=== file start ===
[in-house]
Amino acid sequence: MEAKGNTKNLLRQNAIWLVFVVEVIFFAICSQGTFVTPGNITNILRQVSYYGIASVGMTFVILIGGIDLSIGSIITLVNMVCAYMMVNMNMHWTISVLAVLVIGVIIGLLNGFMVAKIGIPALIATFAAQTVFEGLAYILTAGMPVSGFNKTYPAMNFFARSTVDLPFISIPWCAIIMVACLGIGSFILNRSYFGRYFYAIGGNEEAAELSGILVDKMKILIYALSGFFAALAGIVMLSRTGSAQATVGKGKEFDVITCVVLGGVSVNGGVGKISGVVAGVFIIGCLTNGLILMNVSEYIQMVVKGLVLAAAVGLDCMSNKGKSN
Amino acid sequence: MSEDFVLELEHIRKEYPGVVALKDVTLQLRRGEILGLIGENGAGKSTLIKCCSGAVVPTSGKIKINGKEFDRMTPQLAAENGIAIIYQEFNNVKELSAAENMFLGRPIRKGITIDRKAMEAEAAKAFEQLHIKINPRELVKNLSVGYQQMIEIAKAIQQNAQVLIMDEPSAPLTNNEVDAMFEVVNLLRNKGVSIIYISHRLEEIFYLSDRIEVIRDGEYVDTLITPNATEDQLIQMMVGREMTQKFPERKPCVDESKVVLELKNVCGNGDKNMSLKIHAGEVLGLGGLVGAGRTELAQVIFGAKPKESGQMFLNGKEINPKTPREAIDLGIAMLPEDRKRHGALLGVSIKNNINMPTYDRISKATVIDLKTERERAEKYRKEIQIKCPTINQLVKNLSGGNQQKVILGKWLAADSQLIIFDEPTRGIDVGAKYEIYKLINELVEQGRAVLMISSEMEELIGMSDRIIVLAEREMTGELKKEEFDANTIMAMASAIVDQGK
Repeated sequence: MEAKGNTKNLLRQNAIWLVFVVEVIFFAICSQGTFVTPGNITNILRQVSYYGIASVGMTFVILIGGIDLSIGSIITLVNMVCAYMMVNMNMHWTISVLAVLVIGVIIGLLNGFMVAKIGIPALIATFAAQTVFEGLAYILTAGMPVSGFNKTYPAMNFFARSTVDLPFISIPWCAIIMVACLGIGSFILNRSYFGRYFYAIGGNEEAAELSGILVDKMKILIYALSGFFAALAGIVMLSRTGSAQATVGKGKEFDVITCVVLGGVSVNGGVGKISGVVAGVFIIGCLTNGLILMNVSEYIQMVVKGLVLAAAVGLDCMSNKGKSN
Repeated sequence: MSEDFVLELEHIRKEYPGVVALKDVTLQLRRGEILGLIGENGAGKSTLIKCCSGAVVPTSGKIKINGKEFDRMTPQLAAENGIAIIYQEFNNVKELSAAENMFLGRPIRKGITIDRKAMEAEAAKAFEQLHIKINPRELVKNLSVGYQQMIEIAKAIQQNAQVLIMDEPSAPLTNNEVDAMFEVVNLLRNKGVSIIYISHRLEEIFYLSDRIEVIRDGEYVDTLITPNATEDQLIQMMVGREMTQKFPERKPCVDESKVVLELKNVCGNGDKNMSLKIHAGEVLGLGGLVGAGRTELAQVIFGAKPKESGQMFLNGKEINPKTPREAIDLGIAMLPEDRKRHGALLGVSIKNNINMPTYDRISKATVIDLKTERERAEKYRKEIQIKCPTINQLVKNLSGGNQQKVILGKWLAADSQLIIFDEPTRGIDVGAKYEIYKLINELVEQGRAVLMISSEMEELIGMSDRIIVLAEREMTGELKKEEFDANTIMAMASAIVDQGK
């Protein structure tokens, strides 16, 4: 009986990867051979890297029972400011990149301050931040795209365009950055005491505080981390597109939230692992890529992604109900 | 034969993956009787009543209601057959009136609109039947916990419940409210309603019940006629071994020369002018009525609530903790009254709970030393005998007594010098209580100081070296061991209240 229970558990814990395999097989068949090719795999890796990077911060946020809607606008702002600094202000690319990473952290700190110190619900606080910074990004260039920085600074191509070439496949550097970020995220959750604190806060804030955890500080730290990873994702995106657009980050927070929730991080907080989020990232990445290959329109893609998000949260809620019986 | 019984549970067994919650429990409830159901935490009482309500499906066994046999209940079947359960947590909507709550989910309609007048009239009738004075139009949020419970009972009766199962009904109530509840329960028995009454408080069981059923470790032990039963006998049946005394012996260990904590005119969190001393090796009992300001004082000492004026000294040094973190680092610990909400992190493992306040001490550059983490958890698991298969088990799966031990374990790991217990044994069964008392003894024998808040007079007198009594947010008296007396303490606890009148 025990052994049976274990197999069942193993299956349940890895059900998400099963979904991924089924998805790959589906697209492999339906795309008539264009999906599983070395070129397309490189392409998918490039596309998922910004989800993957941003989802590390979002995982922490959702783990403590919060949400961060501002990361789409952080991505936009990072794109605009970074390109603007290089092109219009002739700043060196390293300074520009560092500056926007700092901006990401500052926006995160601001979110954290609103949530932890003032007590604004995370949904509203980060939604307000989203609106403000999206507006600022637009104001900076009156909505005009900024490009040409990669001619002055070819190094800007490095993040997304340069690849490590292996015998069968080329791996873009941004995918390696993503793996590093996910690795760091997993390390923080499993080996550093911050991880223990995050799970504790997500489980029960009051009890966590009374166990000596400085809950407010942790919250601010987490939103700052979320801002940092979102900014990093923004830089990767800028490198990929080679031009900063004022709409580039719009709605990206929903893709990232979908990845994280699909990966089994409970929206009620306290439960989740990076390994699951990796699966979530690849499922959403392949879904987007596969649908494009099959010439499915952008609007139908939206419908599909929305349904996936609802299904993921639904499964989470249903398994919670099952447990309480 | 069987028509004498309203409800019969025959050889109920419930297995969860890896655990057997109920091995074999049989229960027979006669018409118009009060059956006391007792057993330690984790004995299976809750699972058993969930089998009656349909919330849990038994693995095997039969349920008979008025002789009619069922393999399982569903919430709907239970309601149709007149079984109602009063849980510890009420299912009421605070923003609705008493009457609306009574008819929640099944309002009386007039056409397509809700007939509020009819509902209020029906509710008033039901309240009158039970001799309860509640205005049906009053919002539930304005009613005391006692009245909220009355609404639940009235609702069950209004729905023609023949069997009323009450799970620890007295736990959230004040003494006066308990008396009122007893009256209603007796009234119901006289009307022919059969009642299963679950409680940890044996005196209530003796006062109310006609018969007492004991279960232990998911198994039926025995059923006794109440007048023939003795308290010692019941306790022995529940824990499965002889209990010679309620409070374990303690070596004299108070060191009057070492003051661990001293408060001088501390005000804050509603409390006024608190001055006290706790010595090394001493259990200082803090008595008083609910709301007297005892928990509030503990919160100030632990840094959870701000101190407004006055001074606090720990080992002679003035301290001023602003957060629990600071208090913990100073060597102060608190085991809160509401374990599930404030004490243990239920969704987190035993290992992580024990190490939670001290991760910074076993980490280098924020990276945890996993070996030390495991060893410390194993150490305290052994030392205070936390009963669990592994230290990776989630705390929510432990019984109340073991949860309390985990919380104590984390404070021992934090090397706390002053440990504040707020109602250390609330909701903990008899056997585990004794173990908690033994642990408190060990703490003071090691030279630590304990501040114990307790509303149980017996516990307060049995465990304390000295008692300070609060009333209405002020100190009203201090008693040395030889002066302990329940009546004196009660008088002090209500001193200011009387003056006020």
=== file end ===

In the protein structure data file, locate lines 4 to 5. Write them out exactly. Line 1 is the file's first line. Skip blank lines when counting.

Repeated sequence: MEAKGNTKNLLRQNAIWLVFVVEVIFFAICSQGTFVTPGNITNILRQVSYYGIASVGMTFVILIGGIDLSIGSIITLVNMVCAYMMVNMNMHWTISVLAVLVIGVIIGLLNGFMVAKIGIPALIATFAAQTVFEGLAYILTAGMPVSGFNKTYPAMNFFARSTVDLPFISIPWCAIIMVACLGIGSFILNRSYFGRYFYAIGGNEEAAELSGILVDKMKILIYALSGFFAALAGIVMLSRTGSAQATVGKGKEFDVITCVVLGGVSVNGGVGKISGVVAGVFIIGCLTNGLILMNVSEYIQMVVKGLVLAAAVGLDCMSNKGKSN
Repeated sequence: MSEDFVLELEHIRKEYPGVVALKDVTLQLRRGEILGLIGENGAGKSTLIKCCSGAVVPTSGKIKINGKEFDRMTPQLAAENGIAIIYQEFNNVKELSAAENMFLGRPIRKGITIDRKAMEAEAAKAFEQLHIKINPRELVKNLSVGYQQMIEIAKAIQQNAQVLIMDEPSAPLTNNEVDAMFEVVNLLRNKGVSIIYISHRLEEIFYLSDRIEVIRDGEYVDTLITPNATEDQLIQMMVGREMTQKFPERKPCVDESKVVLELKNVCGNGDKNMSLKIHAGEVLGLGGLVGAGRTELAQVIFGAKPKESGQMFLNGKEINPKTPREAIDLGIAMLPEDRKRHGALLGVSIKNNINMPTYDRISKATVIDLKTERERAEKYRKEIQIKCPTINQLVKNLSGGNQQKVILGKWLAADSQLIIFDEPTRGIDVGAKYEIYKLINELVEQGRAVLMISSEMEELIGMSDRIIVLAEREMTGELKKEEFDANTIMAMASAIVDQGK